Considering the cultural meaning of the practice, the creation of ‘alternative’ rights of passage has developed at the community level in an attempt to confer the cultural importance of the practice without physically harming the girls. These have included weekend retreats with song, dance and lessons from elder women about becoming a woman and the roles and responsibilities that accompany this. Safe houses, for girls wishing to run away instead of undergo the procedure have been set up in some communities.
Increasing attention is needed in how prevention and the eventual elimination of the practice are tackled. Some communities have demonstrated troubling responses to the increased public pressure to eliminate the practice. This has included medicalisation of FGM, in an attempt to mitigate the negative health consequences and quell opposition while maintaining the practice. It is also an attempt to legitimate the practice by involving the health care community. In some places FGM is being carried out earlier than before to avoid girls' protests. Another unfortunate result of criminalization has been the movement of the practice underground, meaning less access to medical attention when complications arise.
The Role of Health Care Professionals and their Associations
FIGO has taken a strong stance against the practice of FGM. The Montreal 1994 FIGO General Assembly Resolution on FGM encourages FIGO’s societies to urge national governments to sign onto the international human rights agreements condemning the practice and to support the work of national authorities, NGOs and intergovernmental organizations working to eliminate the practice. The FIGO committee for ethical aspects of reproductive health has two guidelines opposing FGM, the most recent concerning medicalisation (London, 2006). FIGO continues to recommend that individual obstetricians and gynecologists explain and educate about the consequences of FGM while supporting community members opposing its continuation. Organizations and individuals are further encouraged to support research on the prevalence and effect of the practice while opposing any attempts to medicalise the procedure or allow its performance in health establishments by health professionals.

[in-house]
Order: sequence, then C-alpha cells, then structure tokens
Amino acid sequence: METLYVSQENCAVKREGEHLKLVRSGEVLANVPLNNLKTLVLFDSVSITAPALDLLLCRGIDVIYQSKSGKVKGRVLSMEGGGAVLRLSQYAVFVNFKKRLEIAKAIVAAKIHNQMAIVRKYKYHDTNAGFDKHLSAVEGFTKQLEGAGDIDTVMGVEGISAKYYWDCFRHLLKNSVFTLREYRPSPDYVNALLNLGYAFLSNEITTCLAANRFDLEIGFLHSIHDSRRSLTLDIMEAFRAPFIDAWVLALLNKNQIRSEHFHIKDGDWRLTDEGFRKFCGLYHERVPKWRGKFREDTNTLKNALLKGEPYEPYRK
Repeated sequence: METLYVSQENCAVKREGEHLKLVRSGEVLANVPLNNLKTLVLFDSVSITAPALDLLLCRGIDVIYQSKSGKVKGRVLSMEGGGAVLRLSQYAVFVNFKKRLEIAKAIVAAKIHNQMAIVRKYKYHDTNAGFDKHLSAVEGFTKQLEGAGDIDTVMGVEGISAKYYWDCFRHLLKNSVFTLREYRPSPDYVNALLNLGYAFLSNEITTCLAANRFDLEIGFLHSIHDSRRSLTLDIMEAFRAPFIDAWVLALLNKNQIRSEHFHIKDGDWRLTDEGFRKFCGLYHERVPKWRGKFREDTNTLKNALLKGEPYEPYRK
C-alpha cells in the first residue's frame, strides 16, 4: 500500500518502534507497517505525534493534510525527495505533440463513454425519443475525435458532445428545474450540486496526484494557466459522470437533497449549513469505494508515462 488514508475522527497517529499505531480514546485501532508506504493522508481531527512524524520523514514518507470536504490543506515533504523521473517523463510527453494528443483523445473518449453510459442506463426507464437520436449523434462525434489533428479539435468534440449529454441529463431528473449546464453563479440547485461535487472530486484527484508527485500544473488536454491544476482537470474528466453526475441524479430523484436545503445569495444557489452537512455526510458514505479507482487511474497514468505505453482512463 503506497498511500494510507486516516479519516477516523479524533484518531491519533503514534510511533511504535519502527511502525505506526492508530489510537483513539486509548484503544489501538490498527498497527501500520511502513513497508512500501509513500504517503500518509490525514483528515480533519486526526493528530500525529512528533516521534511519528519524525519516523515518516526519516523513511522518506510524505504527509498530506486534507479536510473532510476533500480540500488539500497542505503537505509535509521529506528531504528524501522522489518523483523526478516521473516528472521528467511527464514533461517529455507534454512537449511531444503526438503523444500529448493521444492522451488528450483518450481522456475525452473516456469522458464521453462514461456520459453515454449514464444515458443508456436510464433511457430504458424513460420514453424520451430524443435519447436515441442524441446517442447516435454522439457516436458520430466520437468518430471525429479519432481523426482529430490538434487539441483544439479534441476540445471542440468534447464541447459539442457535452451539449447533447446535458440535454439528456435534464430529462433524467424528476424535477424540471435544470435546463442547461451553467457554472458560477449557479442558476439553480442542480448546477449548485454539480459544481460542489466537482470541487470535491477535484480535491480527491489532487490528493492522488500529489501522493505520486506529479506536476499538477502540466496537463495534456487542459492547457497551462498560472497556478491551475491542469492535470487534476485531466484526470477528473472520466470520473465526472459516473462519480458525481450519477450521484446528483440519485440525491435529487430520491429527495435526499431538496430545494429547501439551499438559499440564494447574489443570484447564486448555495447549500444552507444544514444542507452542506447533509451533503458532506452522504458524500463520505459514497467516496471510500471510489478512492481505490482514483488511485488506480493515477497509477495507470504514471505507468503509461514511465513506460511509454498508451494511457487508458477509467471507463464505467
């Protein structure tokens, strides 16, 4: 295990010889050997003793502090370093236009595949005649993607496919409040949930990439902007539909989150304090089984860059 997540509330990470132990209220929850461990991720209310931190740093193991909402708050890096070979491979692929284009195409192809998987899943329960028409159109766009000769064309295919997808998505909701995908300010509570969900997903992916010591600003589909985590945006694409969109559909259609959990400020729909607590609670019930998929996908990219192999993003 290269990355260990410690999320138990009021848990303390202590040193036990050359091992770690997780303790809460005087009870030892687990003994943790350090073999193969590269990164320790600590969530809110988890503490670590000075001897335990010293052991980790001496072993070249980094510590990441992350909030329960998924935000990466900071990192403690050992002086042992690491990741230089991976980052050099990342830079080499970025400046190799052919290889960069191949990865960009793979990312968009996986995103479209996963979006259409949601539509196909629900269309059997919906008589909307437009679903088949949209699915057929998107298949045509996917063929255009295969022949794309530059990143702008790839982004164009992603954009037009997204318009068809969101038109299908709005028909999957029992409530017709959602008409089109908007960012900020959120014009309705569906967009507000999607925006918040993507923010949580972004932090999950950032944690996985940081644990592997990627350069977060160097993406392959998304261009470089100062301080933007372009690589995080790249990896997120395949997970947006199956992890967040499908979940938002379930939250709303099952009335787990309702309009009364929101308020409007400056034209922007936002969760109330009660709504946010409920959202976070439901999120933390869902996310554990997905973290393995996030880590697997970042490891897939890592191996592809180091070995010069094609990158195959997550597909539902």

Due to international migration, health care providers all over the world are caring for women with female genital mutilation. Research by WHO has shown that these women have an increased risk of adverse outcome during childbirth, notably perinatal death. It is important for health care professionals to be aware of the practice, its variable effect on genital anatomy and function, as well as the cultural significance of the tradition. Caring for all women with sensitivity and respect is a part of protecting women’s sexual and reproductive rights and health. While opposition to the practice is important, the utmost sensitivity and respect in treating women who have already undergone the procedure is part of providing quality care.
The Health Consequences of FGM
· Severe pain
· Urine retention
· Ulceration of the genital region
· Injury to adjacent genital tissue
· Recurrent urinary tract infections
· Abscesses in the vulva
· Chronic pain and infection
· Pelvic Inflammatory Disease
· Adverse psychological and sexual consequences
· Increased risk of perinatal death